Dissertations, Theses, and Capstone Projects

Date of Degree


Document Type


Degree Name



Political Science


Uday Mehta

Subject Categories

Political Theory


colonialism, decolonization, postcolonial, universality, modernity, difference, Ambedkar, India, caste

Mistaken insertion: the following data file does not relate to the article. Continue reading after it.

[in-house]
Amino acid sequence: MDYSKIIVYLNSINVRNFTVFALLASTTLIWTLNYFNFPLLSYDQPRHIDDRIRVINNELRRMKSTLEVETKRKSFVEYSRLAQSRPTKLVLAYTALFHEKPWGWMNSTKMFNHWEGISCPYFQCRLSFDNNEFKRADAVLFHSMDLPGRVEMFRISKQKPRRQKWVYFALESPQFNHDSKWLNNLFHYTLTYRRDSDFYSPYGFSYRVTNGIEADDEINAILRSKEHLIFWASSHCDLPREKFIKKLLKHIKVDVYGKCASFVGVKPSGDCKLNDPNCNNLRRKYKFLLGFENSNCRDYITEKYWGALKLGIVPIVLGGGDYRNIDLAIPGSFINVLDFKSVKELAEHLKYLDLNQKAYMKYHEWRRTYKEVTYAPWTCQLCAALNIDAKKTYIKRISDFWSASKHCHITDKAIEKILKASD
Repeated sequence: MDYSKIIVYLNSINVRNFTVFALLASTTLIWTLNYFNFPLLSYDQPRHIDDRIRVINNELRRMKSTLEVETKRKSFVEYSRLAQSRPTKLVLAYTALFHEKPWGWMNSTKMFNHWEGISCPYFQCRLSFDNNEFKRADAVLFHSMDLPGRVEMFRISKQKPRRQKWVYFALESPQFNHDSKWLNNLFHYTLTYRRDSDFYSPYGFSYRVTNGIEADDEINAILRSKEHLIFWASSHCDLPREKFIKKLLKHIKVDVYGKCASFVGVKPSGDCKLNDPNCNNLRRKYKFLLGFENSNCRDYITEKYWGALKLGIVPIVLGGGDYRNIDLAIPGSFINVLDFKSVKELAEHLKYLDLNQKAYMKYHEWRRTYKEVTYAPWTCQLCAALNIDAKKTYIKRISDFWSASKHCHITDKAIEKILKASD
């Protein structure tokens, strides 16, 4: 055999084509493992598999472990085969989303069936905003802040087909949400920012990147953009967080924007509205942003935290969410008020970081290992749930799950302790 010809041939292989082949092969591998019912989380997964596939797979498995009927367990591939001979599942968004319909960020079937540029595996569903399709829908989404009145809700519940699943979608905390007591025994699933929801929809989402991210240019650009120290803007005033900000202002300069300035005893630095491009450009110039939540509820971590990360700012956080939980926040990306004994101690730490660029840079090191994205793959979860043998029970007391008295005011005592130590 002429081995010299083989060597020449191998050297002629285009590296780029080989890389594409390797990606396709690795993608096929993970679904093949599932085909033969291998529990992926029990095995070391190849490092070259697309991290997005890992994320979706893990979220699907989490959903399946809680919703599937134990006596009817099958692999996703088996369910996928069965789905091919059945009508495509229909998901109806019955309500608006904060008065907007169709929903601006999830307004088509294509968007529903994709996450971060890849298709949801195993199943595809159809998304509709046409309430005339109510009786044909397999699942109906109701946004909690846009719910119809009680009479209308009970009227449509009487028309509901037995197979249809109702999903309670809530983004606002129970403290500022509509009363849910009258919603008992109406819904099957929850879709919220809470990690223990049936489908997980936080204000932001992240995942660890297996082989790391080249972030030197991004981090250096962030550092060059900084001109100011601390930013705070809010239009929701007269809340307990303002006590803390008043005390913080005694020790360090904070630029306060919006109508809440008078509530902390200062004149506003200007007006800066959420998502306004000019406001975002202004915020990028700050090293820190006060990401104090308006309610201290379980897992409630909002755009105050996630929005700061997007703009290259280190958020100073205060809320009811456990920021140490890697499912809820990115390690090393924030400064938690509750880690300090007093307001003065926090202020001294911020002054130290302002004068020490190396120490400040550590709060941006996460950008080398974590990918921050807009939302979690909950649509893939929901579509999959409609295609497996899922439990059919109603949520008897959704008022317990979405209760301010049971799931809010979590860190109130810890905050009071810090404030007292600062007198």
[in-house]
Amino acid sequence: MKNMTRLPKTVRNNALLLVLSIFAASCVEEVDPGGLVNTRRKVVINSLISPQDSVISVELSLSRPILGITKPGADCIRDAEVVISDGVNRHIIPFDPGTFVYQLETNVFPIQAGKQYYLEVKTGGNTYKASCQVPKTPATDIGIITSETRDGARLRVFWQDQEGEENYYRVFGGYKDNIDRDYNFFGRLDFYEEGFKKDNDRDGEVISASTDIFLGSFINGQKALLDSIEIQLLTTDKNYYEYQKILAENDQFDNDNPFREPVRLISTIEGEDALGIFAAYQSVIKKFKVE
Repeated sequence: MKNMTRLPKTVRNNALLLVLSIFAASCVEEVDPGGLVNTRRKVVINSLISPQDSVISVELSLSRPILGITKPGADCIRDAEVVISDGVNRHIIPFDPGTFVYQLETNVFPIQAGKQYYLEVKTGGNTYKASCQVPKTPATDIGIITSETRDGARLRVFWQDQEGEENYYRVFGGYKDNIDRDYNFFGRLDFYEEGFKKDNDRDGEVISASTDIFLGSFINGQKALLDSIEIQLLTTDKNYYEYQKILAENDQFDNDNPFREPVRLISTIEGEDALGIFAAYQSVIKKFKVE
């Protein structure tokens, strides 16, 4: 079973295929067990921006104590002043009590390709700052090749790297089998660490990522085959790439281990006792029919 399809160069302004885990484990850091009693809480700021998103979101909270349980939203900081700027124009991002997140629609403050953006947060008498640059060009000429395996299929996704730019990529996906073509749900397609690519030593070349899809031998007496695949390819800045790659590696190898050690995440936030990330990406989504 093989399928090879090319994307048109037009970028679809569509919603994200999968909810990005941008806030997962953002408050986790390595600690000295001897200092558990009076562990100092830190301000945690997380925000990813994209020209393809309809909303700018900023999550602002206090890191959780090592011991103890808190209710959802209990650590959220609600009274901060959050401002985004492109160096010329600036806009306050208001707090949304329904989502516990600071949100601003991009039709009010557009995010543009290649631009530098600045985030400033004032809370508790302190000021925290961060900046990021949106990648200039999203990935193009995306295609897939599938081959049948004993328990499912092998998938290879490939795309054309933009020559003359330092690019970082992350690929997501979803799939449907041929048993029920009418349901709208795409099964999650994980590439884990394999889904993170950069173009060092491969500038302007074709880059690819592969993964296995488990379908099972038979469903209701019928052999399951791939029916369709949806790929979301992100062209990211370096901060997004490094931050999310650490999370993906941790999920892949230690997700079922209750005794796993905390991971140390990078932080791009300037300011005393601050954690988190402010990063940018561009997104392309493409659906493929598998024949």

In this thesis, we seek to take steps towards problematizing postcolonial theory and its frequent anti-universalism. Towards this end, my initial focus will be some of the productive and problematic aspects of what Getachew and Mantena term the “decolonization of political theory”. Here, we highlight how some comparative political theory scholars have methodologically overemphasized ‘difference’ in their studies of non-western political thought as an overcorrection to Eurocentrism. In supporting this claim, we review literature in comparative political theory, postcolonial theory, and modern South Asian history and historiography in order to demonstrate that a more philosophically robust, but still historically informed, conception of universality is needed for more sensitivity to how Europe was already provincialized by “reason and history, rather than by any vague appeal to popular authenticity” as the “colonized already participated in universality and agency, even if on unequal terms”. After doing this, we draw on Massimiliano Tomba’s concept of “insurgent universality” as a theoretical lens for an analysis that outlines how universality functions in Ambedkar’s critique of the Indian Political-Social distinction, Gandhi, and Gandhism on caste. Ultimately, I contend that comparative political theorists must be careful in centering difference as they risk missing the histories of the colonized which demonstrate that resistance came not only from a position of particularity that rejected hegemonic forms of modernity in total, but also manifested itself in the very universalist categories that elites framed their own politics in. As an alternative, I argue that an emphasis on insurgent universality rather than ‘fragmentary resistances’ or difference is helpful as a conceptual anchor in bringing out how the colonized participated in universality, even if unequally.